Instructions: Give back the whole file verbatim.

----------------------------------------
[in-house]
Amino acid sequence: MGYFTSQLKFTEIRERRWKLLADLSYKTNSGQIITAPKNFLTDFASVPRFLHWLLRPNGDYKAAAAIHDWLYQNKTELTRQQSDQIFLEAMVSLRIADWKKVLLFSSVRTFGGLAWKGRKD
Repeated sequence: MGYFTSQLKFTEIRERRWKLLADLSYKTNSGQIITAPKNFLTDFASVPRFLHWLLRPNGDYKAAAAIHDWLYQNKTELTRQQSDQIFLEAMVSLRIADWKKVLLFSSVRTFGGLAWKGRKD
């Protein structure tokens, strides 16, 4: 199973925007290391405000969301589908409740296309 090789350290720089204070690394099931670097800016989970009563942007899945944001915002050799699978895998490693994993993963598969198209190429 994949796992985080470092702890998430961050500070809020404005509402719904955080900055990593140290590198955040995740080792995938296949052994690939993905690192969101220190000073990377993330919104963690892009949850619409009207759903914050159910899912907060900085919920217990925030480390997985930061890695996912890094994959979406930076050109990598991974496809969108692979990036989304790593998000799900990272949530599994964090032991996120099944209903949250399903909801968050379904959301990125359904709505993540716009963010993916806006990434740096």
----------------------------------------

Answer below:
[in-house]
Amino acid sequence: MGYFTSQLKFTEIRERRWKLLADLSYKTNSGQIITAPKNFLTDFASVPRFLHWLLRPNGDYKAAAAIHDWLYQNKTELTRQQSDQIFLEAMVSLRIADWKKVLLFSSVRTFGGLAWKGRKD
Repeated sequence: MGYFTSQLKFTEIRERRWKLLADLSYKTNSGQIITAPKNFLTDFASVPRFLHWLLRPNGDYKAAAAIHDWLYQNKTELTRQQSDQIFLEAMVSLRIADWKKVLLFSSVRTFGGLAWKGRKD
């Protein structure tokens, strides 16, 4: 199973925007290391405000969301589908409740296309 090789350290720089204070690394099931670097800016989970009563942007899945944001915002050799699978895998490693994993993963598969198209190429 994949796992985080470092702890998430961050500070809020404005509402719904955080900055990593140290590198955040995740080792995938296949052994690939993905690192969101220190000073990377993330919104963690892009949850619409009207759903914050159910899912907060900085919920217990925030480390997985930061890695996912890094994959979406930076050109990598991974496809969108692979990036989304790593998000799900990272949530599994964090032991996120099944209903949250399903909801968050379904959301990125359904709505993540716009963010993916806006990434740096």